The Last Judgment, 1525, Bernard van Orley
The triptych The Last Judgment (above) is considered one of van Orley's best. It was commissioned by the almoners of the Cathedral of Our Lady in Antwerp around 1525. It is notable for its originality and mastery of painting technique. On the back is a painting in grisaille (monochromatic black, white, and grays) by Peter de Kempeneer, who was an apprentice in the van Orley's workshop at the time. Another altarpiece, probably from around the same time, is the Haneton Triptych (below) which combines a non-traditional pieta with portraits of local donors. The center of the triptych offers Christ's entombment, the Virgin Mary, St John, Mary Magdalene, and the two others a few moments before Christ's burial. Joseph of Arimathea and Nicodemus appear in the rear, linked to the group by the crown of thorns so as to remind viewers that it was they who took Christ down from the cross.

Haneton Triptych. ca. 1520, Bernard van Orley
The Altarpiece of Calvary (below) in Bruges, dates from 1534. It was commissioned by Margaret of Austria originally for a funeral monument in the church of Brou in Bourg-en-Bresse in Burgundy. The side panels were done much later by Marcus Gerards the Elder. The central part represents Calvary, the left panel the Crown of Thorns, The Scourging of Christ, and Christ carrying the Cross. The right panel depicts The Pietà and The Limbo of the Just.

Only the central panel was painted by van Orley.
During the latter years of his life, from about 1526 to 1531, Bernard van Orley became involved in designing tapestries such as The Battle of Pavia series (below), one of a set of seven. The seven small cartoons are owned by the Louvre. In these tapestries, Bernard van Orley created with historical authenticity and great detailed on a grand scale, using life-size figures within his imagined surroundings. Near the end of his life van Orley began designing stained-glass windows. The windows in the north transept of the St. Michael and Gudula Cathedral in Brussels depict members of the House of Habsburg (Charles V and his wife Isabella of Portugal), Charlemagne and Elisabeth of Hungary, along with scenes from the Legend of the Miraculous Host.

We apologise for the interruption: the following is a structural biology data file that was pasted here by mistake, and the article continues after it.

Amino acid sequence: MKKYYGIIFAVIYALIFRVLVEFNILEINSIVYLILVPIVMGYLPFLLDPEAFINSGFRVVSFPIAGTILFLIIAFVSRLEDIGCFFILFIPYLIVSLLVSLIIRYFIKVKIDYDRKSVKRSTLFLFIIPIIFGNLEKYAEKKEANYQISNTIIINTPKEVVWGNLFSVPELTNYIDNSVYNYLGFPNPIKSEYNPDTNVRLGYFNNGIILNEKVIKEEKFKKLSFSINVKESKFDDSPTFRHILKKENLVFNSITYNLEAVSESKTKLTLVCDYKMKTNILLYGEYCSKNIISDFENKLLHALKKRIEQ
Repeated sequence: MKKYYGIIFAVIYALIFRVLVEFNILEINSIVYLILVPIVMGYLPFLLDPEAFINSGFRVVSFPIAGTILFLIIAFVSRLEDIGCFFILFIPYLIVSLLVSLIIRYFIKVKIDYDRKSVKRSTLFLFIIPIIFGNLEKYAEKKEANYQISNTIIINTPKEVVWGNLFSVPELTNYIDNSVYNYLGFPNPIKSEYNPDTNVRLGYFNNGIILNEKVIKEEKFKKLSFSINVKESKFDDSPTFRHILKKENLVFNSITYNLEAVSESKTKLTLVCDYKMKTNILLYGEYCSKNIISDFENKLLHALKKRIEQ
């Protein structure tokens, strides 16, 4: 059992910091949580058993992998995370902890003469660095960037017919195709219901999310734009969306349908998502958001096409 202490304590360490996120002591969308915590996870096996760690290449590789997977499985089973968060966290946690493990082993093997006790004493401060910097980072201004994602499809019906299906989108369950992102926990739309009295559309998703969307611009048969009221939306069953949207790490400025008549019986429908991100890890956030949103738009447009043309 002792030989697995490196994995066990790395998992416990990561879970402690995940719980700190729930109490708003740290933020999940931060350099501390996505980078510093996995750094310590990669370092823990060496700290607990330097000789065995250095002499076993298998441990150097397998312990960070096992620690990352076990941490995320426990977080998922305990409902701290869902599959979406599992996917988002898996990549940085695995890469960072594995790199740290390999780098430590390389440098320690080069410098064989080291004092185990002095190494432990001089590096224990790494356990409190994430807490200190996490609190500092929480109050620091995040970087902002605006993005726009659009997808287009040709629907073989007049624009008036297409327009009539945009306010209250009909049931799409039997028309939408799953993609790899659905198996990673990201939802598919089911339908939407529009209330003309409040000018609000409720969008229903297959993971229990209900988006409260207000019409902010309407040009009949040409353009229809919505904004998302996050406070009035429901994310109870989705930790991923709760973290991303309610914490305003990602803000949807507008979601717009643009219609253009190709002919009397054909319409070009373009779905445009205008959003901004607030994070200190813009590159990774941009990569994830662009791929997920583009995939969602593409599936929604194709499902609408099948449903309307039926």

The Battle of Pavia (tapestry), 1526-31, Bernard van Orley
A highly flattering Portrait of Charles V,
1516, Bernard van Orley, or more
likely his workshop, this being one
of seven copies.
From 1515 on, van Orley and his workshop received many orders for portraits, including those from the royal family and from people connected to the court. In 1516 he painted seven portraits of Charles V, who had just become King of Spain, as well as portraits of his brother Ferdinand, later the King of Hungary, and his four sisters (destined for the King of Denmark). Finding more demand for his work that he could supply, Van Orley started his own workshop, becoming one of the first entrepreneurial artists in Northern Europe. Along with his workshop, van Orley produced dozens of portraits while becoming a leading designer of tapestry cartoons and stained glass windows. In 1527, when van Orley, his family, and several other artists, fell into disgrace because of their Protestant sympathies, the family fled Brussels and settled in Antwerp. With the coming of a new Regent of the Netherlands, Maria of Austria, five years later, Bernard van Orley returned to Brussels where he died in 1541.

Charles V at the Age of Ten, Bernard van Orley.
The Hapsburgs were a highly-inbred,
bug-ugly clan of monarchs.